After former Consumer Financial Protection Bureau Director Kathy Kraninger stepped down Wednesday at the request of President Joe Biden, Dave Uejio took over as the bureau’s acting director.
Biden named Uejio acting director late Wednesday, moving him from his previous role as CFPB strategy program manager. In that role, he reported to the deputy director, led the 30-person Office of Strategy to define the bureau’s enterprise level strategy and policy priorities, identified and managed enterprise risks, evaluated impact of major programs and drove organizational performance.
Uejio originally joined CFPB in February 2012 as its first lead for talent acquisition, where he created a recruiting program to support the start-up of the bureau. Through the years he has held other roles at the CFPB including strategy program manager, acting deputy chief of staff and acting chief of staff.
“I am obsessed with providing the American people with the world-class federal government they deserve,” Uejio said on his LinkedIn bio. “I help agencies define their strategy, prioritize their work, identify and address the risks standing in the way and leverage data to measure their impact and performance. At the CFPB, that means aligning the incredible experts of the bureau to translate the mission into action.”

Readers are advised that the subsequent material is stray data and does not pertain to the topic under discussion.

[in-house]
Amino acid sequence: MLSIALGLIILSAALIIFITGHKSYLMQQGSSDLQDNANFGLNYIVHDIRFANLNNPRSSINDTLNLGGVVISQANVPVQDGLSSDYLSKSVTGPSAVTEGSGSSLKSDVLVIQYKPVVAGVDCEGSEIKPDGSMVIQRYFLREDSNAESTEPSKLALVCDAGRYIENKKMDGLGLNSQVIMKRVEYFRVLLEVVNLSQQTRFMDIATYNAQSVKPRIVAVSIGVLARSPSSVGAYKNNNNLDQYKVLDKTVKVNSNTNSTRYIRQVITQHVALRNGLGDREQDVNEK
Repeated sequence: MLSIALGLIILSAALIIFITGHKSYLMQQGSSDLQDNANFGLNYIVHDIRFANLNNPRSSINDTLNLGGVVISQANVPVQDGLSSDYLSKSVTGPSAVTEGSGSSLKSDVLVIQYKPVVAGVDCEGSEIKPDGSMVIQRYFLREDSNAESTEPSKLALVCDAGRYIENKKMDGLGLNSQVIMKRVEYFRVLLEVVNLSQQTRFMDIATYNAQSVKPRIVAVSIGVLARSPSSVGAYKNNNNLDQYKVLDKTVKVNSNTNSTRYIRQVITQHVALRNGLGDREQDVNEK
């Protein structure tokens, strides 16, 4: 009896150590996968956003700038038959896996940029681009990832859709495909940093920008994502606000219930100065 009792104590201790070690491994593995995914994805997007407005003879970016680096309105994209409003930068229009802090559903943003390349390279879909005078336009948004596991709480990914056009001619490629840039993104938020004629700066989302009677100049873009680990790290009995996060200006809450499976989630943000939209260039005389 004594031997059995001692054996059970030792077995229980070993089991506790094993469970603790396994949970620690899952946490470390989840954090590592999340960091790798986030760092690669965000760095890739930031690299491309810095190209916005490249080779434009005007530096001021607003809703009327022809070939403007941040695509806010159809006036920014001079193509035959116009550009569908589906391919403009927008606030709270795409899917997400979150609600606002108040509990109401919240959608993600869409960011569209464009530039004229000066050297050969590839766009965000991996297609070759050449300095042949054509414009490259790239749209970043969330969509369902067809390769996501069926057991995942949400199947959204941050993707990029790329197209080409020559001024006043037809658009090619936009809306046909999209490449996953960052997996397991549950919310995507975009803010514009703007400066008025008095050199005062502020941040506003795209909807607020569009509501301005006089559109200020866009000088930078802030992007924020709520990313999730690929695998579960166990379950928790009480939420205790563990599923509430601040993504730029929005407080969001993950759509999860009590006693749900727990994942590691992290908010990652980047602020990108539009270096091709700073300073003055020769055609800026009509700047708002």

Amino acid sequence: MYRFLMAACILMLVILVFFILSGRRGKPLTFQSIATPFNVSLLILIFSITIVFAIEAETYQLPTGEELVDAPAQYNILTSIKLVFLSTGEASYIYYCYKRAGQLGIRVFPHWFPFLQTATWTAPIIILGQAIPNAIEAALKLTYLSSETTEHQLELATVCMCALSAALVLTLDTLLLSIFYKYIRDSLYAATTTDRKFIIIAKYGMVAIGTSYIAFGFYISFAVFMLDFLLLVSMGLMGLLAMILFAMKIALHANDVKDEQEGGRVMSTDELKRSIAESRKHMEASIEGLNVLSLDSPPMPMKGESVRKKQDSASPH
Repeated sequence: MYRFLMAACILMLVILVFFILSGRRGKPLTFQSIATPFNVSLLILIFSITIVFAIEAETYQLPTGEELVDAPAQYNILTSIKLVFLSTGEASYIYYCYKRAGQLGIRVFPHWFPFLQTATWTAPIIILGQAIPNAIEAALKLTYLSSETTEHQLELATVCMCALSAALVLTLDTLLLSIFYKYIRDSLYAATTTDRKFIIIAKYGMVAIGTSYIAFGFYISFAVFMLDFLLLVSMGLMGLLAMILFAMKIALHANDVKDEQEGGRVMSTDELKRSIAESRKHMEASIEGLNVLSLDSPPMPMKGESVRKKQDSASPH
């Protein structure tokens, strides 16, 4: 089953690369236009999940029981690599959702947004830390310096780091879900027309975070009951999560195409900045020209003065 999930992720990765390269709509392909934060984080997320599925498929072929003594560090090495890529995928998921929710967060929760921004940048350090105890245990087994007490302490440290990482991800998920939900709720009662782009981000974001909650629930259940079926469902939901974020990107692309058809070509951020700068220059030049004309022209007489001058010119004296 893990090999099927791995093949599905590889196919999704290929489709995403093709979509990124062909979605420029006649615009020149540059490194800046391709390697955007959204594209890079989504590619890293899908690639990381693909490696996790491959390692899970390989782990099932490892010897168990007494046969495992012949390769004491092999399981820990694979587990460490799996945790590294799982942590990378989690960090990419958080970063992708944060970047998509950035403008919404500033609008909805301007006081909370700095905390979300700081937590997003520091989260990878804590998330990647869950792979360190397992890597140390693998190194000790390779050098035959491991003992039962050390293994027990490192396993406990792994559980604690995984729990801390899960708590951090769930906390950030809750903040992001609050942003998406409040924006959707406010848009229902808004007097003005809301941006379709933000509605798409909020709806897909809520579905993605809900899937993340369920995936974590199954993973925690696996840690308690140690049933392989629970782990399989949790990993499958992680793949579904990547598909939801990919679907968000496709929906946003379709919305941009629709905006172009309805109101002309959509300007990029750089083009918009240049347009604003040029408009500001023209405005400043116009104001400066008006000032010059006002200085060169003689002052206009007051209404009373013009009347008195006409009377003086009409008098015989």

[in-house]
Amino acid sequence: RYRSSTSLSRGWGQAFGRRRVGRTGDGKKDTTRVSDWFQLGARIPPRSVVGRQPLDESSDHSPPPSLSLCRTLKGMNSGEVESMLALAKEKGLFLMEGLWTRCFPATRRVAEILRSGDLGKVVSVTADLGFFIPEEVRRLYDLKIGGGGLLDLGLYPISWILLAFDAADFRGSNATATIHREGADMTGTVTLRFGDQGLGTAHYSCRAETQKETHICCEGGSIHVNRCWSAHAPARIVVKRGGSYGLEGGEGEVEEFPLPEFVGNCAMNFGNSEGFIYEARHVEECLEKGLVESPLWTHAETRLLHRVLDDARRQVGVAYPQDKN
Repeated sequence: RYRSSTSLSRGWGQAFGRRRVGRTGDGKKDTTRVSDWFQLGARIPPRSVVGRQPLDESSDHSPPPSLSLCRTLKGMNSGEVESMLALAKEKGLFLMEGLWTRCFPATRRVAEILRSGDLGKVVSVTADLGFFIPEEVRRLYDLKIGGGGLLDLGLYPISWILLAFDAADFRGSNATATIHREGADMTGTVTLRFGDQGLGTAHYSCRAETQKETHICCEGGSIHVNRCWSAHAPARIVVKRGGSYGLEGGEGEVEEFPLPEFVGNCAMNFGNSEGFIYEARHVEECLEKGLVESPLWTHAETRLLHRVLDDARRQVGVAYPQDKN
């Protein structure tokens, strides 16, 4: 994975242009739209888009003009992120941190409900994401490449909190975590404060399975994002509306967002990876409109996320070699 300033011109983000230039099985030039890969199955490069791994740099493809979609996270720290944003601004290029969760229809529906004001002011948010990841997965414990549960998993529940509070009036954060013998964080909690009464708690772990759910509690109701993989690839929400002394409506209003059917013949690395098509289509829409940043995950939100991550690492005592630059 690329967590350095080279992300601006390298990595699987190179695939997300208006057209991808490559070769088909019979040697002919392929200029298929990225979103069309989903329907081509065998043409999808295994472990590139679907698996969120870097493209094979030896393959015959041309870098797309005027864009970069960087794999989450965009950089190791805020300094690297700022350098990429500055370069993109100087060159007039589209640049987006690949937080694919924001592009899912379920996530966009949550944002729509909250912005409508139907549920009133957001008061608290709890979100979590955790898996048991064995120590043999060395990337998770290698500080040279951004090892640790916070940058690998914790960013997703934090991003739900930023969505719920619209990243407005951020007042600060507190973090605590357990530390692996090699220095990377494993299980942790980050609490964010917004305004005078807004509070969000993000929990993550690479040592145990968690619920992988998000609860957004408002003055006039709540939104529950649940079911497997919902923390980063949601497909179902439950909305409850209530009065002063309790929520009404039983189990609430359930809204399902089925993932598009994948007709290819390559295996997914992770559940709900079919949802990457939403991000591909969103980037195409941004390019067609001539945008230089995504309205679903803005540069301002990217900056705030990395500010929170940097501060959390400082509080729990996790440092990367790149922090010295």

Uejio will serve as acting director until Biden’s nominee, Federal Trade Commission Commissioner Rohit Chopra, is confirmed by the Senate as the next director of the CFPB.
Although Kraninger’s term was not set to expire until 2023, Biden was able to appoint his own CFPB director because in 2020, the Supreme Court decision in Seila Law versus the CFPB declared the CFPB’s leadership structure unconstitutional, saying it violated the Constitution’s separation of powers by placing leadership of the agency in the hands of a single director who could only be removed for cause. The court declared the director removable at-will by the president instead.
While the Biden transition team made it clear Monday it was willing to exercise its right to remove Kraninger, it wasn’t necessary.
“As requested by the Biden administration, today I resigned as Director of the CFPB,” Kraninger said in a resignation letter to the president. “I am proud of all that we accomplished on behalf of consumers. It has been an honor to lead the agency during these challenging times.”
With Democrats controlling the Senate, Chopra’s confirmation is not expected to be a long process. This would be a stark contrast to the previous transition, when former President Donald Trump nominated Kraninger just before the 210-day deadline.